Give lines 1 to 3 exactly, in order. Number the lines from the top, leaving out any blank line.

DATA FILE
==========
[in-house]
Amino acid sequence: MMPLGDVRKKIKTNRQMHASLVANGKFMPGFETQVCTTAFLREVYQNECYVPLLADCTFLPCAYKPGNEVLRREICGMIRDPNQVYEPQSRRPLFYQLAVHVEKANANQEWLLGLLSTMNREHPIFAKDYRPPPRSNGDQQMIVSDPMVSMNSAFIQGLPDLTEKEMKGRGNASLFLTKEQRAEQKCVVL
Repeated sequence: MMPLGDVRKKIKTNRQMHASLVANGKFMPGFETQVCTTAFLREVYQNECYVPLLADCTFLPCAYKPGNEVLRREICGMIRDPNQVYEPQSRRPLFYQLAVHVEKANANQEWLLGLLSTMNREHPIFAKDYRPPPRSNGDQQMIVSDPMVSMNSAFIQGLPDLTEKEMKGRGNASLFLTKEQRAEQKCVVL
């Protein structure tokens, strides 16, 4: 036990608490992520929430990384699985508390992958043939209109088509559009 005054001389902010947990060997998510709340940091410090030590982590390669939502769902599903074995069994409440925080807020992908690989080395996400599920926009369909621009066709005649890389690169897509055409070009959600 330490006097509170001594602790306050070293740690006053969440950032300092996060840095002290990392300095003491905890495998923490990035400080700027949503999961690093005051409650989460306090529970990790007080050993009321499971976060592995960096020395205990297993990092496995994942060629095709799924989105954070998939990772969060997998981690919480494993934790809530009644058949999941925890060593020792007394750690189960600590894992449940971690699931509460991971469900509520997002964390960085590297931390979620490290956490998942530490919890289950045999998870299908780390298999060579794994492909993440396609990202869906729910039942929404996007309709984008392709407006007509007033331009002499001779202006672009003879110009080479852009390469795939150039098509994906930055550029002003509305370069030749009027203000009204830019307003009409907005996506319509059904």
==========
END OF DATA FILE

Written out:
[in-house]
Amino acid sequence: MMPLGDVRKKIKTNRQMHASLVANGKFMPGFETQVCTTAFLREVYQNECYVPLLADCTFLPCAYKPGNEVLRREICGMIRDPNQVYEPQSRRPLFYQLAVHVEKANANQEWLLGLLSTMNREHPIFAKDYRPPPRSNGDQQMIVSDPMVSMNSAFIQGLPDLTEKEMKGRGNASLFLTKEQRAEQKCVVL
Repeated sequence: MMPLGDVRKKIKTNRQMHASLVANGKFMPGFETQVCTTAFLREVYQNECYVPLLADCTFLPCAYKPGNEVLRREICGMIRDPNQVYEPQSRRPLFYQLAVHVEKANANQEWLLGLLSTMNREHPIFAKDYRPPPRSNGDQQMIVSDPMVSMNSAFIQGLPDLTEKEMKGRGNASLFLTKEQRAEQKCVVL